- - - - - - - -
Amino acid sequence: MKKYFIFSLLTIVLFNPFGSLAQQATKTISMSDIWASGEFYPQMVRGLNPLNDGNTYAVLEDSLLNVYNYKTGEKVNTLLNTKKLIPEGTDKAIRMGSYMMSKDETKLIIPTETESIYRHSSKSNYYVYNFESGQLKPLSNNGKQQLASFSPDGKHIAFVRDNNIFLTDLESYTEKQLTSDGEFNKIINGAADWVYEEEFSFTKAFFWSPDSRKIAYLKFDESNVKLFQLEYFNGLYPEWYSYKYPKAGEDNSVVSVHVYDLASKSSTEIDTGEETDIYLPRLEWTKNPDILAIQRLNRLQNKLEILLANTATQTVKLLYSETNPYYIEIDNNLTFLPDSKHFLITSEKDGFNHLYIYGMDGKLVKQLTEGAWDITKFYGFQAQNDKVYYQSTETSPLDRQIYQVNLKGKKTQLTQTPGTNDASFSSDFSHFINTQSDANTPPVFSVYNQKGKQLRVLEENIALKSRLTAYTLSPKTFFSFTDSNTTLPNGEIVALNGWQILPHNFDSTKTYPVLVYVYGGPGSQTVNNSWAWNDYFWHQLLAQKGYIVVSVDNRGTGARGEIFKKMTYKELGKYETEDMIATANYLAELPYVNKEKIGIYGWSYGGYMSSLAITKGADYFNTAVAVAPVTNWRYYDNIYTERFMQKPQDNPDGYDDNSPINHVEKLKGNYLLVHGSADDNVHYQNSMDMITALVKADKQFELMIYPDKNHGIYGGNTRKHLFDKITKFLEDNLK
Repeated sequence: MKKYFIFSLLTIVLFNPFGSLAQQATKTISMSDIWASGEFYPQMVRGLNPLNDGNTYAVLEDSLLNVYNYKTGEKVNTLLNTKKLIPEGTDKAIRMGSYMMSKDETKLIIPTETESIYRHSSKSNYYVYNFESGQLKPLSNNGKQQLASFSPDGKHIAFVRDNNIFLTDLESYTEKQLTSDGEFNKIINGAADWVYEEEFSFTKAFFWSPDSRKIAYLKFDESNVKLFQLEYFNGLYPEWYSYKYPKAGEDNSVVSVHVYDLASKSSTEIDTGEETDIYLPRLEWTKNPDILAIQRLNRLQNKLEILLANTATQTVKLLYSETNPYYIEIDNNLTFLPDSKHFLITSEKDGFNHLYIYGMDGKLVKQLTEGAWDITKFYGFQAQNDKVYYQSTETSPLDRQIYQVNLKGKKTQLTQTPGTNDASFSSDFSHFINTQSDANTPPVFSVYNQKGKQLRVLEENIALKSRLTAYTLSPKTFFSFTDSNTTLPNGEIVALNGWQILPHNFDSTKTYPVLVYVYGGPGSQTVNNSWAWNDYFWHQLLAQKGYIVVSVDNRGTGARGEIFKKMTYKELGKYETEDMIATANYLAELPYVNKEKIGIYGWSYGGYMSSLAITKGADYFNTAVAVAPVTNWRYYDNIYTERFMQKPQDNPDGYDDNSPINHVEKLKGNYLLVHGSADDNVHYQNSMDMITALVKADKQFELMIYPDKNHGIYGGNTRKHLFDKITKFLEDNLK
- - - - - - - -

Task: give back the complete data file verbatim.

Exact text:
Amino acid sequence: MKKYFIFSLLTIVLFNPFGSLAQQATKTISMSDIWASGEFYPQMVRGLNPLNDGNTYAVLEDSLLNVYNYKTGEKVNTLLNTKKLIPEGTDKAIRMGSYMMSKDETKLIIPTETESIYRHSSKSNYYVYNFESGQLKPLSNNGKQQLASFSPDGKHIAFVRDNNIFLTDLESYTEKQLTSDGEFNKIINGAADWVYEEEFSFTKAFFWSPDSRKIAYLKFDESNVKLFQLEYFNGLYPEWYSYKYPKAGEDNSVVSVHVYDLASKSSTEIDTGEETDIYLPRLEWTKNPDILAIQRLNRLQNKLEILLANTATQTVKLLYSETNPYYIEIDNNLTFLPDSKHFLITSEKDGFNHLYIYGMDGKLVKQLTEGAWDITKFYGFQAQNDKVYYQSTETSPLDRQIYQVNLKGKKTQLTQTPGTNDASFSSDFSHFINTQSDANTPPVFSVYNQKGKQLRVLEENIALKSRLTAYTLSPKTFFSFTDSNTTLPNGEIVALNGWQILPHNFDSTKTYPVLVYVYGGPGSQTVNNSWAWNDYFWHQLLAQKGYIVVSVDNRGTGARGEIFKKMTYKELGKYETEDMIATANYLAELPYVNKEKIGIYGWSYGGYMSSLAITKGADYFNTAVAVAPVTNWRYYDNIYTERFMQKPQDNPDGYDDNSPINHVEKLKGNYLLVHGSADDNVHYQNSMDMITALVKADKQFELMIYPDKNHGIYGGNTRKHLFDKITKFLEDNLK
Repeated sequence: MKKYFIFSLLTIVLFNPFGSLAQQATKTISMSDIWASGEFYPQMVRGLNPLNDGNTYAVLEDSLLNVYNYKTGEKVNTLLNTKKLIPEGTDKAIRMGSYMMSKDETKLIIPTETESIYRHSSKSNYYVYNFESGQLKPLSNNGKQQLASFSPDGKHIAFVRDNNIFLTDLESYTEKQLTSDGEFNKIINGAADWVYEEEFSFTKAFFWSPDSRKIAYLKFDESNVKLFQLEYFNGLYPEWYSYKYPKAGEDNSVVSVHVYDLASKSSTEIDTGEETDIYLPRLEWTKNPDILAIQRLNRLQNKLEILLANTATQTVKLLYSETNPYYIEIDNNLTFLPDSKHFLITSEKDGFNHLYIYGMDGKLVKQLTEGAWDITKFYGFQAQNDKVYYQSTETSPLDRQIYQVNLKGKKTQLTQTPGTNDASFSSDFSHFINTQSDANTPPVFSVYNQKGKQLRVLEENIALKSRLTAYTLSPKTFFSFTDSNTTLPNGEIVALNGWQILPHNFDSTKTYPVLVYVYGGPGSQTVNNSWAWNDYFWHQLLAQKGYIVVSVDNRGTGARGEIFKKMTYKELGKYETEDMIATANYLAELPYVNKEKIGIYGWSYGGYMSSLAITKGADYFNTAVAVAPVTNWRYYDNIYTERFMQKPQDNPDGYDDNSPINHVEKLKGNYLLVHGSADDNVHYQNSMDMITALVKADKQFELMIYPDKNHGIYGGNTRKHLFDKITKFLEDNLK